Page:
The last time I cast my eyes upon Smart As was back in 2011 following Sony's press gamescom conference. It was a different beast back then of course, however it still stuck in my mind thanks to its clever use of the PlayStation Vita's near service. Step forward a year and a half and once more I'm staring down at Smart As on my PS Vita and it seems like many of the features which impressed me back then have made the cut.
Chances are not many people have heard of Smart As, so before continuing along the path of past memories, perhaps I should explain. Anyone who has ever played Brain Training on 3DS should get the idea, you're met with a series of daily challenges to test your brain power in four key areas; Arithmetic, Language, Logic and Observation. When you turn on the system and load up the game you'll be met with the mini-games which consists of challenges such as adding and subtracting numbers; completing words by finding the missing letter and joining up two circuits, without them crossing each others path.
Most of these mini-games use the front touchscreen or rear touchpanel in some way, for instance in Turbo Tap, a panel will come up saying front or rear, at this point you tap the relevant screen as fast as you can, with any wrong answer hitting you with a 5 second penalty, then, at the end of the game you are met with your overall time. Once you have completed the four mini-games you'll then be presented with a percentage rating for each area of your brain, giving you an idea as to which area you'll need to work on most.
In order to improve your brain power, Smart As also includes a Freeplay Mode. Here you are met with around 20 mini-games in total, although many are locked to begin with. These games take the same form as those in the daily challenge, so are once again split into Arithmetic, Language, Logic and Observation. The mini-games here are actually a lot of fun, Rapid Recall, for example, has you viewing a set of items rapidly shown on the screen, with the game zooming in on each item, before prompting you to remember which items you saw, although not necessarily in the order you saw them. Another game I quite enjoyed was Less Equals More, which presents you with a large tower and has you choose whether the number is less, equal to or more than the number on the right. The quicker you are, the higher you score, although being quick is bound to result in some form of error. As you gain three stars on each game, you'll then more onto the next difficulty level.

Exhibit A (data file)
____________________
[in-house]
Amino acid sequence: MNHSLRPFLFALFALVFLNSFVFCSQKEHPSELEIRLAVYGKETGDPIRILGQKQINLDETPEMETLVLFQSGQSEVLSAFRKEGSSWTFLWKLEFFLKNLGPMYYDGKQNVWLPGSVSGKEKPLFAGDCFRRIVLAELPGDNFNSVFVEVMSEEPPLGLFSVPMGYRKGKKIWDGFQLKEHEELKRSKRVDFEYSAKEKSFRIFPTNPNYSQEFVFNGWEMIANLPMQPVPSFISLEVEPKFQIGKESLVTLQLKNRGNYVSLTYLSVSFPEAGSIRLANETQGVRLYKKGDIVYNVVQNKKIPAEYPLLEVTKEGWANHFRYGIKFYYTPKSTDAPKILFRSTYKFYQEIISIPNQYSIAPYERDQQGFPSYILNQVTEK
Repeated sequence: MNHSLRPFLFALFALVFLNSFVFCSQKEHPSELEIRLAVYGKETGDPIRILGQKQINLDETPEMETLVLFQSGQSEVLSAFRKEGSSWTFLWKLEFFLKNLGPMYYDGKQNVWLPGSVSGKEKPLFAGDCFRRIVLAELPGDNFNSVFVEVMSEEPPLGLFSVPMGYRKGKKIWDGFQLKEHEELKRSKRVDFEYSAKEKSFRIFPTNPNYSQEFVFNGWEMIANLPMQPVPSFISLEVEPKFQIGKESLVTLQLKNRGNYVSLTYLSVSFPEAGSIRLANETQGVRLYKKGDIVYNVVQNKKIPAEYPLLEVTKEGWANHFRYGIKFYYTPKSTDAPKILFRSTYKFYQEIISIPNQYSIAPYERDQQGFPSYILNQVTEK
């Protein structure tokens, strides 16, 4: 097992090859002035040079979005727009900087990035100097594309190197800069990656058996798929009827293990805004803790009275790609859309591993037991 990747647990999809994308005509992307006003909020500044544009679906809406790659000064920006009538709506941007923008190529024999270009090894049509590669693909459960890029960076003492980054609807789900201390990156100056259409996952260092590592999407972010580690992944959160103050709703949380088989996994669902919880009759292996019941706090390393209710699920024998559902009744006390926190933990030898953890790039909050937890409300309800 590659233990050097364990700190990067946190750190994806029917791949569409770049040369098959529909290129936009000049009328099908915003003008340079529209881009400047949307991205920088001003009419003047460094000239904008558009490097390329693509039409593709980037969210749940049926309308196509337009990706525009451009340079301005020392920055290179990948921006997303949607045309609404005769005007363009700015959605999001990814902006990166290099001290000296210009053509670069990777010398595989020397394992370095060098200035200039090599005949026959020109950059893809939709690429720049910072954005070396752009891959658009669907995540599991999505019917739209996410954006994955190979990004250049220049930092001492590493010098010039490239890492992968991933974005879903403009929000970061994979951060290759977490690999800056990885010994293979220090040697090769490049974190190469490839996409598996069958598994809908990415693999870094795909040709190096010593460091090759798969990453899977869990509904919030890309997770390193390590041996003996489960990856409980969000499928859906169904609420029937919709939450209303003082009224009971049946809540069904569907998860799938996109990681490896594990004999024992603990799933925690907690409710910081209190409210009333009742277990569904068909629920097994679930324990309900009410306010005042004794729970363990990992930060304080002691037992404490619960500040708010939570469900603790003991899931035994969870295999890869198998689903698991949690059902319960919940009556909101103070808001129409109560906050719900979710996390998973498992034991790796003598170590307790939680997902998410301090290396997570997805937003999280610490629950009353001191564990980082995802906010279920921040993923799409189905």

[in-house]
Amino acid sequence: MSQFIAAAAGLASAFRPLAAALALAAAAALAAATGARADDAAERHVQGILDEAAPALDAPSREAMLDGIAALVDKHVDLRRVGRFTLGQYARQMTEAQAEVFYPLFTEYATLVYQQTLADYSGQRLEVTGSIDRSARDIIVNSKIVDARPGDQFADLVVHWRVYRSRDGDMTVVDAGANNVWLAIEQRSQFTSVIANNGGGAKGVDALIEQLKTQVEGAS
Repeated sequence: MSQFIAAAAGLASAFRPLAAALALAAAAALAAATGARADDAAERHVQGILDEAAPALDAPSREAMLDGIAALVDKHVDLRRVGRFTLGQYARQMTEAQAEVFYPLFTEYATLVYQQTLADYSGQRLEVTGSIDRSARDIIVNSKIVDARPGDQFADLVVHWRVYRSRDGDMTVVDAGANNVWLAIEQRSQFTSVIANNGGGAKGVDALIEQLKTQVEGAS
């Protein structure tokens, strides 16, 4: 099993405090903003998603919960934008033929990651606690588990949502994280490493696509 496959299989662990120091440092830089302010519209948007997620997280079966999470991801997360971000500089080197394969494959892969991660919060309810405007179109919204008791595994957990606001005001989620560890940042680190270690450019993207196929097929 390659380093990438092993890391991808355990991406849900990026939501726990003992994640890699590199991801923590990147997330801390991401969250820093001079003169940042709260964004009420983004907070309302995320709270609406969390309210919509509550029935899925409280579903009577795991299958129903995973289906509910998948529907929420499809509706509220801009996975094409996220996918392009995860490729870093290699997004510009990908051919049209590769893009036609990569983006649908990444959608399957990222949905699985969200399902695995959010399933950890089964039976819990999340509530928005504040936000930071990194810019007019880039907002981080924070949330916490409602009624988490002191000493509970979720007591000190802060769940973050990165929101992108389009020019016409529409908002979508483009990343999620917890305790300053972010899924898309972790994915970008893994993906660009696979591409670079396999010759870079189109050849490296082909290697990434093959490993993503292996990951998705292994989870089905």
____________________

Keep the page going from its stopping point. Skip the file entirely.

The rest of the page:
As I mentioned previously one of the main areas of Smart As which appealed to me when I first cast eyes on it was the near functionality, but alas I was unable to test that out in this version as the servers do not seem to be live at this time. Fortunately I do have an idea of how it'll work. As mentioned at the end of your daily challenge you are met with the time taken to complete that particular game, as well as an overall percentage. This is also the case in the free play mode. Any score you accumulate is then uploaded to the Smart As servers, which allows you to compare your score using near to those in the surrounding area; the same city, same country and even the world. From what I remember this worked seamlessly and was quite cleverly implemented, although I'll be unable to say for sure until the servers are live. I'm also of the understanding that players will be met with special challenges based on scores from those in the surrounding area, although again that's probably something we'll have to cover in the review.
Given that its been a while since I last cast eyes on Smart As, it does seems to be shaping up quite nicely. The game is well presented, the touch controls work well and the addition of John Cleese as narrator certainly gives the game a quirky feel. It'll be nice to see something a little different on the Vita when Smart As releases in the near future, and if the near functionality works as well as I think it will, then this could very well be one that you'll keep coming back to time and again.